Angela’s Café

Rediscover your foodie religion
By MC SLIM JB  |  December 12, 2007
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Feeling blasé about the latest trendy French “bistro” serving $25 steak frites? Then get your jaded palette to Angela’s Café, an unprepossessing Eastie outpost of Cocina Poblana, a regional cuisine revered by Mexicans but little-known by Anglos. Angela, a grandmother who cheffed in Puebla for 40 years, is an undiscovered superstar, a local treasure who deserves the same adulation our local fine-dining celeb chefs inspire.

Can you imagine Ken Oringer, Barbara Lynch, or Lydia Shire tending an 80-ingredient from-scratch sauce for days? That’s what Angela does with her mole poblano, a glossy, dark-brown sauce embodying a dozen chili varieties, dazzling spice complexity, and a quiet bitter-chocolate undercurrent. The result is revelatory, boggling — myriad sweet, hot, spicy, and bitter flavors striking a different taste bud with every bite, galvanizing an entrée of perfectly moist chicken breast ($13.95) and another of chicken enchiladas ($9.95). Both are accompanied by excellent black beans and rice.

A similarly complex tinga, smoky with chipotles, fires a tinga tostada ($3.50) piled with refried beans, beef brisket, lettuce, sour cream, and cotija on a flat, crisp-fried corn tortilla. Tacos al pastor and tacos arabes ($2 each) feature rotisserie-grilled pork shoulder bathed in rich, distinctive marinades, the former wrapped in corn tortillas with pineapple, the latter in flour tortillas with onions and cilantro, both iterations piquant, greasy, and addictive.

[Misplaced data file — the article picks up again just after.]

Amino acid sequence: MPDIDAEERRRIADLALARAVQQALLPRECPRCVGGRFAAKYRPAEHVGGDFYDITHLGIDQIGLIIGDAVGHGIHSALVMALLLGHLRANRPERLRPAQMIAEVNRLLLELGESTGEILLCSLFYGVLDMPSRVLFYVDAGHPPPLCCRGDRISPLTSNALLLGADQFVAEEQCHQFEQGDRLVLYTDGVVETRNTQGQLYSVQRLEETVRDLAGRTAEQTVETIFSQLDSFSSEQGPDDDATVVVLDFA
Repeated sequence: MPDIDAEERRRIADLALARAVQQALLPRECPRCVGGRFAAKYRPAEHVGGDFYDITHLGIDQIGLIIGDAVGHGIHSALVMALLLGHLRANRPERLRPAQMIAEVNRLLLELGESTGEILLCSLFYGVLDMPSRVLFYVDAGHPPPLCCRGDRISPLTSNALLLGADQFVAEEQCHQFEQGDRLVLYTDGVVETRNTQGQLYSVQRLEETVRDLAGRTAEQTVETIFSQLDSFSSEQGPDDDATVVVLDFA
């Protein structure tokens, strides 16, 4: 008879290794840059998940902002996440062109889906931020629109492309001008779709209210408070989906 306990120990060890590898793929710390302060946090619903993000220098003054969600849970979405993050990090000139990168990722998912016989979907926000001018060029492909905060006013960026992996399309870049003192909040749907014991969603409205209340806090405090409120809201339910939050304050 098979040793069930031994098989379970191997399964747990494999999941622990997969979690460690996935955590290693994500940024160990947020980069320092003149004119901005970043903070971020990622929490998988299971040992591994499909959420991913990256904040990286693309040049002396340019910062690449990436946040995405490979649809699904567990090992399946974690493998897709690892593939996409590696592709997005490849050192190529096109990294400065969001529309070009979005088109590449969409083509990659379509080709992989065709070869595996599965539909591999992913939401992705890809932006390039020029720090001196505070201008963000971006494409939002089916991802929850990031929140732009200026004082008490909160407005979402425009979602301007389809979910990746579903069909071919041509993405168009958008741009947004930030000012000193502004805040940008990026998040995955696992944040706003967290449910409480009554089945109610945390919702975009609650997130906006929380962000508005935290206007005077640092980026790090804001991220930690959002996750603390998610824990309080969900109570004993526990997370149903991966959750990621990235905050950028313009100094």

Simpler dishes include superb guacamole ($7.95) hand-mortared in a molcajete. Pozole ($9.95) is like a Mexican extra-large pho, a clear soup of pork loin and hominy to which the diner adds lettuce, powdery dried oregano and chili, salt, lime, onion, and radishes to taste: a healthy yet satisfying one-dish meal. Cream-cheese vanilla custard ($4.95), dotted with mango and raspberry sauces, offers a charming, texturally interesting hybrid of flan and cheesecake.

Angela’s son Luis manages the sweetly hospitable service, abetted by his siblings and their kids. Neighbors pile in for American-style breakfasts, sandwiches, and pedestrian Mexican dishes from the printed menu, but Angela’s gifts shine brightest on her chalkboard specials. Her soulful, high-craft cooking, plainly served in these humble digs, just might make you remember why you loved dining out in the first place.

Angela’s Café, located at 131 Lexington Street, in East Boston, is open Monday through Saturday, from 7 am to 9 pm, and on Sunday, from 7 am to 3 pm. Call 617.567.4972.

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